Granddaddy operated the cotton gin and sawmill at Cusaac’s Crossroads for a while. Hot boring days could become more interesting with climbs to the top of the cotton seed house. It was a small square building atop sturdy posts, kept filled by a conveyor that blew in machine-separated cotton seeds from the top. Harold and I climbed up the ladder (that was a no-no), jumped into the soft bed of cotton seeds (another no-no), and used that seed house like our personal trampoline. We didn’t know about the rats and snakes that made their homes beneath all that fluffy stuff until years later.
The gin building itself was another fascinating playground, when not in operation. The baler was a big hole in the floor, cotton-bale dimensions. The hole would be packed down and piled high with ginned cotton, a huge motorized press was lowered and in just a few moments you had a cotton bale! Finished bales lined the long platform outside like oversized ABC blocks. Exploring inside the gin building was another no-no, because the baler turned on and off with what looked like ordinary light switches. If we were playing hide and seek down in that hole and somebody accidentally leaned on the switch — well, I’m not sure what a baled-up eight or six year old would look like but it couldn’t have been good.
Granddaddy’s sawdust pile was another fun place to climb, but yet another no-no. It was an ideal place for shoot-em-ups with maypop grenades, or surfing on short boards off the lumber pile. We never really believed we could fall inside and suffocate like Mimi and Da claimed…
Climbing was just a natural part of childhood, be it on tree or tree-left-overs.Back home in downtown Florence, there was something tall I didn’t like so well: the Trust Building, a.k.a. “The Skyscraper.” Mother occasionally took me with her when she ran an errand there and we’d ride up on the slow, run-it-yourself creaky elevator. It was nothing at all like the neat one at Belk’s. When we arrived at our stop, the narrow, dimly lit hallway seemed just as creaky as the elevator. Our footsteps echoed on the tile floors, the sound bouncing back to us from the high ceiling.
There was no air conditioning in those days and office windows would be raised to let the air circulate. If the doors were ajar on either side of the hallway, you could feel a draft and look out into thin air on the left and the right. Worse to me, though, was feeling the whole building sway back and forth when we rode on the elevator! I know folks say it’s impossible but that’s how it felt to me.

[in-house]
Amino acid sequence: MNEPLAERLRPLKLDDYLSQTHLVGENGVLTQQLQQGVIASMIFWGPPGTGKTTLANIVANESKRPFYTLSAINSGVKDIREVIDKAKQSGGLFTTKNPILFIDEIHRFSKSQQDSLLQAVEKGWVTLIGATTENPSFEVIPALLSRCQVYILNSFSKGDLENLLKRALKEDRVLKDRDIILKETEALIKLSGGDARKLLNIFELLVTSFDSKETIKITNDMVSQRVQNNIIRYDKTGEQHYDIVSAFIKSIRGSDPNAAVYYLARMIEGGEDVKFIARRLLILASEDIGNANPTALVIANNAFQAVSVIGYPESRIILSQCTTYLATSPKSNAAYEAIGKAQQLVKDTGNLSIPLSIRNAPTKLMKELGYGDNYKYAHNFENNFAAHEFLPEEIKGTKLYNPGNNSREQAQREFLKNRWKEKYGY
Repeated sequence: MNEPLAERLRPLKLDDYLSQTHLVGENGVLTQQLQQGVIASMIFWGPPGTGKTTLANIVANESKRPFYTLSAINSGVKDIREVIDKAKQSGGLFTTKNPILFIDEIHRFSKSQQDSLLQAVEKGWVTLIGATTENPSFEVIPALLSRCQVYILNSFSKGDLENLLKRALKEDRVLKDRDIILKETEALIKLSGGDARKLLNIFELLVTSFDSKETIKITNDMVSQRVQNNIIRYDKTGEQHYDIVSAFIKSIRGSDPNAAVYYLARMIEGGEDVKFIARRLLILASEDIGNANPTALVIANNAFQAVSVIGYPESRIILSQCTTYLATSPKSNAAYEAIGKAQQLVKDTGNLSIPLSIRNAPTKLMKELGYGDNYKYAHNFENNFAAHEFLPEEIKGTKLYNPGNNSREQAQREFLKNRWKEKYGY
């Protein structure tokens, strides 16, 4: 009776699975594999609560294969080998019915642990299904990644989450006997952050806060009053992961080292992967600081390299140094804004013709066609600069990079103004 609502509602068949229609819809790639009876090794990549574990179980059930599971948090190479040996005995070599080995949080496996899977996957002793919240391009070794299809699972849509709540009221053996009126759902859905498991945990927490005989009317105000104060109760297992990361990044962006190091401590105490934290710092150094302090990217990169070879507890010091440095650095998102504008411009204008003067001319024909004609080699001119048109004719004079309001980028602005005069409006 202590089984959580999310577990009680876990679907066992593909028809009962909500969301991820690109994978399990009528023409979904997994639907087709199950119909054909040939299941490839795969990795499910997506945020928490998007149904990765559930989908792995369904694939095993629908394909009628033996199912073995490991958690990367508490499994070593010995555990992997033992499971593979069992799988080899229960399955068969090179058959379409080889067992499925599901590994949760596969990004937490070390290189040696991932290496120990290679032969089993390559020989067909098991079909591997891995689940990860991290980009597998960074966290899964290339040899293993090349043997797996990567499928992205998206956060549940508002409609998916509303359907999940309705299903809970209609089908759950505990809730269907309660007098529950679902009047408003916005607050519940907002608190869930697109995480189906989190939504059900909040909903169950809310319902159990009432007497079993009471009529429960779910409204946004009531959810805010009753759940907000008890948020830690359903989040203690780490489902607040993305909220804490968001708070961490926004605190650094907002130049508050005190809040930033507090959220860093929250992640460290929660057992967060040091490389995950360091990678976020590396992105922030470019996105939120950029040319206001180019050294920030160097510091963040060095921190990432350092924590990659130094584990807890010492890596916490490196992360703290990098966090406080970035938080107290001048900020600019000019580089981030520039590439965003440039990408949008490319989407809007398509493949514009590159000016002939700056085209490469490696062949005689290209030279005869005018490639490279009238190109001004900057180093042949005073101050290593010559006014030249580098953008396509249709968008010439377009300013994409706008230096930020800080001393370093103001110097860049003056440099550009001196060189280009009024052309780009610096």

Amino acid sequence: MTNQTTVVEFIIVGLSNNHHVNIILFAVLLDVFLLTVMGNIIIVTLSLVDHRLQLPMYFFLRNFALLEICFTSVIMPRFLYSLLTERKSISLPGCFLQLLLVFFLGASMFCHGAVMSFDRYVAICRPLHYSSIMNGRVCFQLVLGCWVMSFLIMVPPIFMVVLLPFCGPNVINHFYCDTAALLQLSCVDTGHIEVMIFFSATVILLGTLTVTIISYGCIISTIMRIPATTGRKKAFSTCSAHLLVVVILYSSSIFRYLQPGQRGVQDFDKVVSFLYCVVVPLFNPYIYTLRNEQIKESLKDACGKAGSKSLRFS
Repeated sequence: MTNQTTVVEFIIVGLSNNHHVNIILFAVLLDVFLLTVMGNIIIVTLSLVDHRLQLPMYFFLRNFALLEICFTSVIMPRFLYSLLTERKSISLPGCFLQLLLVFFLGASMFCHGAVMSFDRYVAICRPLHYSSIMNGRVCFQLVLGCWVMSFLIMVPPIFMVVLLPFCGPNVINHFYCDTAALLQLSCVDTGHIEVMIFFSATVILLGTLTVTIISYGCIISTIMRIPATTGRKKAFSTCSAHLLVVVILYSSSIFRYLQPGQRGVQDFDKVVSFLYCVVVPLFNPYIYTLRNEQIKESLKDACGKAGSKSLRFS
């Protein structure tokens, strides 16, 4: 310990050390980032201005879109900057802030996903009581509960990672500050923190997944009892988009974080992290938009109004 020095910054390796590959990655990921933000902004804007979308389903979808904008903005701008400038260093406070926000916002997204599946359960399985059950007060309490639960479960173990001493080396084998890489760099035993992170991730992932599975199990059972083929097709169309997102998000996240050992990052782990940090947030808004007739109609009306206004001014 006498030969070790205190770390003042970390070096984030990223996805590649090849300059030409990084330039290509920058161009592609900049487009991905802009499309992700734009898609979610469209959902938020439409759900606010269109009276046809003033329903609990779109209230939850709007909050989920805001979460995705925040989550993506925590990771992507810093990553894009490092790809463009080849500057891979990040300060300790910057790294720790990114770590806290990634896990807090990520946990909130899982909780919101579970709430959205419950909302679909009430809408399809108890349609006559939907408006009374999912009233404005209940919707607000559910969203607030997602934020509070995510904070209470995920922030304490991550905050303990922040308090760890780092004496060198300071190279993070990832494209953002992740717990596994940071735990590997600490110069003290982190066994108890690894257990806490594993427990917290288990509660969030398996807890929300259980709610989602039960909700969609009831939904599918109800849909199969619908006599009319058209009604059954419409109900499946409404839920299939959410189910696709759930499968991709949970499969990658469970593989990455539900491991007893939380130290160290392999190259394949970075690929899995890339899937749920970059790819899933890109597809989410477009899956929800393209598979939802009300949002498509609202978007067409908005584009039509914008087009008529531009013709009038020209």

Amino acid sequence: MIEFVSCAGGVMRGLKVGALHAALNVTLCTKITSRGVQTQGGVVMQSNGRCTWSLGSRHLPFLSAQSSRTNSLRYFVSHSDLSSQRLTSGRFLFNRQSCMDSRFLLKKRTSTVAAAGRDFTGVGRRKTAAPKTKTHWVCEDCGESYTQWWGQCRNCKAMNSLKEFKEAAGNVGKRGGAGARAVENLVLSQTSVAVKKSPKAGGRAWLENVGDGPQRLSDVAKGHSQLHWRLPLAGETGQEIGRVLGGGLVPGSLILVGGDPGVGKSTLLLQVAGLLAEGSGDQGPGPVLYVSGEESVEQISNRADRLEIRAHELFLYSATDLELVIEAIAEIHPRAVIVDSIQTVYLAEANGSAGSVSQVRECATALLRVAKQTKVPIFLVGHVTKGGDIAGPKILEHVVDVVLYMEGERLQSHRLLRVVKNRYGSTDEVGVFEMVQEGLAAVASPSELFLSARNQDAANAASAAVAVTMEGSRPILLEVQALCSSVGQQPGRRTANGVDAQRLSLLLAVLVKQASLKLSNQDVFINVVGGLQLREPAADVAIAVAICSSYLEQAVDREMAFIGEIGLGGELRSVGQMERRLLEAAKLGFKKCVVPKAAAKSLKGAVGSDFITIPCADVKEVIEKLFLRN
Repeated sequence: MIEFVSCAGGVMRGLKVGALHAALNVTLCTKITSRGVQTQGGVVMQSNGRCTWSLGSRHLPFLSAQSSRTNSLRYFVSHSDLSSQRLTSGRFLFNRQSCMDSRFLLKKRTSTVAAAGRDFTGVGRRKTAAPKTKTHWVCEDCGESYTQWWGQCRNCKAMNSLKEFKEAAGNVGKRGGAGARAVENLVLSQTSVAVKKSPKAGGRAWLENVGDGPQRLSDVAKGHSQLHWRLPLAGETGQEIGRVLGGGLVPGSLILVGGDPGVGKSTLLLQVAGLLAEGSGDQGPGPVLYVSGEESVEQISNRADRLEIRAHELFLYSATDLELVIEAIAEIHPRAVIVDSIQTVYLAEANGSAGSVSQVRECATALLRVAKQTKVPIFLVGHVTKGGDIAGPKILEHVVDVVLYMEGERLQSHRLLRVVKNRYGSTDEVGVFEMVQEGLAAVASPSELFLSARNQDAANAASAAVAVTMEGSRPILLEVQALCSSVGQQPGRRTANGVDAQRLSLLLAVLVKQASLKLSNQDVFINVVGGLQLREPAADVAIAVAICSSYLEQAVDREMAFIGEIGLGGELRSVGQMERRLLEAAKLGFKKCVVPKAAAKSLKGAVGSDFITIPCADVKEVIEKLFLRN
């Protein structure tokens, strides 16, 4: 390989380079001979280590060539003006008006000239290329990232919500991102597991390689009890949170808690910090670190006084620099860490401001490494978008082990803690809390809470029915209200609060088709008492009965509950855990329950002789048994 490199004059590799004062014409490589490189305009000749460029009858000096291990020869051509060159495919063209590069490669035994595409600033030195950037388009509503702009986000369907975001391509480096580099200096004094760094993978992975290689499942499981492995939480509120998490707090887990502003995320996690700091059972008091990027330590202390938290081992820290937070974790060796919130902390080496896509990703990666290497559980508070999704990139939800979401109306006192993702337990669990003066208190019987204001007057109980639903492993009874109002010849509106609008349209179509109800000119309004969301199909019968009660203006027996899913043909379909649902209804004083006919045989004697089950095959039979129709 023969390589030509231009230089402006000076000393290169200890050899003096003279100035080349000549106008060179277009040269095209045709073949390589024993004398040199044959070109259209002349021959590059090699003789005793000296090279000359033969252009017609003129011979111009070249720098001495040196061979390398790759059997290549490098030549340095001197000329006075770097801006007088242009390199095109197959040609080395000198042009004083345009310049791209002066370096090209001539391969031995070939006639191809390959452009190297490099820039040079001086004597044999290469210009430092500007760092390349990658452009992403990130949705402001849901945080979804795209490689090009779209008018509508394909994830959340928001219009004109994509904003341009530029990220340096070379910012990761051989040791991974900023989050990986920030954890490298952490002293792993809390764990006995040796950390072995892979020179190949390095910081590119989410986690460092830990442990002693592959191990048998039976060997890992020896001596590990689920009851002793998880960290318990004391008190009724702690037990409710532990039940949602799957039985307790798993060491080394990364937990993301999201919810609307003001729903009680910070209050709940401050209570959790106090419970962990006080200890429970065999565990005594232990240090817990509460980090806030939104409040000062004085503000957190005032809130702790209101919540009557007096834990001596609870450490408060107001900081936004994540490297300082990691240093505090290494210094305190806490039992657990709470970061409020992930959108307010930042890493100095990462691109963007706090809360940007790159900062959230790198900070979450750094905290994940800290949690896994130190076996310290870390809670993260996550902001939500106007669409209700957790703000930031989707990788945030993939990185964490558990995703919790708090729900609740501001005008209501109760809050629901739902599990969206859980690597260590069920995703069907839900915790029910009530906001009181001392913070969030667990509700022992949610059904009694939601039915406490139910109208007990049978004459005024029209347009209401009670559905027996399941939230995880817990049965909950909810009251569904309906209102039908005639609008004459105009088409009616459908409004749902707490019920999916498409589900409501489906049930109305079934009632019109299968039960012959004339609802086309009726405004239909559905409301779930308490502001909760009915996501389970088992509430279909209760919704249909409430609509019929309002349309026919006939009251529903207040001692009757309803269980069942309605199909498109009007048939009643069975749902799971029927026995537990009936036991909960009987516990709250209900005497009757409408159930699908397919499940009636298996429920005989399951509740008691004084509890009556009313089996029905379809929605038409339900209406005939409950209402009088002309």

And recently I’ve learned something about the Trust Building I never knew before – when it was first built it was only half as wide as it is today. If you stand across the street from the front and let your eyes travel toward the top, it is obvious where the new part was added. There’s a decorative brick layer on the original side that wasn’t duplicated on the addition, for some reason.
Maybe I really couldn’t feel the building moving, but local historians reported that the first occupants did indeed feel it sway! Maybe that’s why it was enlarged, who knows.
At age ten or so some friends and I discovered another climbing no-no, the stairwells in the Florentine, Florence’s second skyscraper. We were old hats at riding elevators by then, but the stairwells represented to us what the climbing wall at Ebenezer represents to kids today. See how fast you can get to the first floor. See how fast you can get back down, then how fast you can get to the second floor!
The third floor or so was as far as we usually got in our climbing contests, but one adventuresome day we asked ourselves: wonder if we can get out on the top floor? The penthouse level was private territory and we’d never been all the way up there before. Flight by flight we made it up the stairwell. The doorway at the top had been left propped open by painters or cleaners or somebody, and we tiptoed out. “Trespassers will be shot,” isn’t that what they say? We figured we’d be shot, or arrested, or maybe dropped over the edge. After all that trouble, it was pretty much of a letdown. There was nothing interesting to see except a closed door.
After a few moments of craning our necks looking at the tops of all the other buildings from this new vantage-point, we turned back to the stairwell for the trip back down, and I got an unpleasant shock. Rubber legs. I’d never climbed that many stairs at one time before and my muscles were rebelling. Clinging to the hand rail, I descended by placing both feet on each step, one at a time, floor after dreary floor.
Stopping to rub my calves now and then, I thought about this latest no-no. We hadn’t been shot, arrested or thrown overboard, but I was sure paying for playing where I wasn’t supposed to. Coping with their sore legs better than I was, my buddies beat me to the ground floor and disappeared toward home. Climbing sort of lost its appeal to me for a while after that, and I decided I really didn’t care for skyscrapers.